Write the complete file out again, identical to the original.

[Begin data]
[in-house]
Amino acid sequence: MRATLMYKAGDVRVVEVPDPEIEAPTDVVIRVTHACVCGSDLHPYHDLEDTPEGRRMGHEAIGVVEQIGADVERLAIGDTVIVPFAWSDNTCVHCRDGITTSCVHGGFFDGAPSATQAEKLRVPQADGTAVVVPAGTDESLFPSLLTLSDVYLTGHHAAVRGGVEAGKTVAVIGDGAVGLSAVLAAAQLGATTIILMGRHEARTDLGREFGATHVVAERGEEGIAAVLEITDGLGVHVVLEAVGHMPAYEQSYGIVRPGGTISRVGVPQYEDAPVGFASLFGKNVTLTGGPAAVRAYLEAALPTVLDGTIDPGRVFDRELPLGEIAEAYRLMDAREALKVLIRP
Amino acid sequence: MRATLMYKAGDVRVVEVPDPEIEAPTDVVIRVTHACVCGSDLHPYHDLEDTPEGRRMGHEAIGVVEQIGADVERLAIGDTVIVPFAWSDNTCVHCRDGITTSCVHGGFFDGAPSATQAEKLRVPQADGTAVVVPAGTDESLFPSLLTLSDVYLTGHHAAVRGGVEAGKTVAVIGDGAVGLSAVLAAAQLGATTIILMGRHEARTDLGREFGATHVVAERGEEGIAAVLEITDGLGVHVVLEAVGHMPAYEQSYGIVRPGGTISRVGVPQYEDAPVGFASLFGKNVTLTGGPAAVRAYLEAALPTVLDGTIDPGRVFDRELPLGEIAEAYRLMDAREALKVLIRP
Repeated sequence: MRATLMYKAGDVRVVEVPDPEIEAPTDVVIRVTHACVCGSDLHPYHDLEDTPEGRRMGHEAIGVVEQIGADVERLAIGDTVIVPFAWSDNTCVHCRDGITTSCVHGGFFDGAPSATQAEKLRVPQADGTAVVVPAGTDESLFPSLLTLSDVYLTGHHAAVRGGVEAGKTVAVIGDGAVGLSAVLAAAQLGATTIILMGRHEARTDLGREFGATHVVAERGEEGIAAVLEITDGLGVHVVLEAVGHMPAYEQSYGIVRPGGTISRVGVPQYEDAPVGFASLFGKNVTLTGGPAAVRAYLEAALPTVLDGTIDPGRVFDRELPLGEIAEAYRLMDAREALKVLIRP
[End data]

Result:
[in-house]
Amino acid sequence: MRATLMYKAGDVRVVEVPDPEIEAPTDVVIRVTHACVCGSDLHPYHDLEDTPEGRRMGHEAIGVVEQIGADVERLAIGDTVIVPFAWSDNTCVHCRDGITTSCVHGGFFDGAPSATQAEKLRVPQADGTAVVVPAGTDESLFPSLLTLSDVYLTGHHAAVRGGVEAGKTVAVIGDGAVGLSAVLAAAQLGATTIILMGRHEARTDLGREFGATHVVAERGEEGIAAVLEITDGLGVHVVLEAVGHMPAYEQSYGIVRPGGTISRVGVPQYEDAPVGFASLFGKNVTLTGGPAAVRAYLEAALPTVLDGTIDPGRVFDRELPLGEIAEAYRLMDAREALKVLIRP
Amino acid sequence: MRATLMYKAGDVRVVEVPDPEIEAPTDVVIRVTHACVCGSDLHPYHDLEDTPEGRRMGHEAIGVVEQIGADVERLAIGDTVIVPFAWSDNTCVHCRDGITTSCVHGGFFDGAPSATQAEKLRVPQADGTAVVVPAGTDESLFPSLLTLSDVYLTGHHAAVRGGVEAGKTVAVIGDGAVGLSAVLAAAQLGATTIILMGRHEARTDLGREFGATHVVAERGEEGIAAVLEITDGLGVHVVLEAVGHMPAYEQSYGIVRPGGTISRVGVPQYEDAPVGFASLFGKNVTLTGGPAAVRAYLEAALPTVLDGTIDPGRVFDRELPLGEIAEAYRLMDAREALKVLIRP
Repeated sequence: MRATLMYKAGDVRVVEVPDPEIEAPTDVVIRVTHACVCGSDLHPYHDLEDTPEGRRMGHEAIGVVEQIGADVERLAIGDTVIVPFAWSDNTCVHCRDGITTSCVHGGFFDGAPSATQAEKLRVPQADGTAVVVPAGTDESLFPSLLTLSDVYLTGHHAAVRGGVEAGKTVAVIGDGAVGLSAVLAAAQLGATTIILMGRHEARTDLGREFGATHVVAERGEEGIAAVLEITDGLGVHVVLEAVGHMPAYEQSYGIVRPGGTISRVGVPQYEDAPVGFASLFGKNVTLTGGPAAVRAYLEAALPTVLDGTIDPGRVFDRELPLGEIAEAYRLMDAREALKVLIRP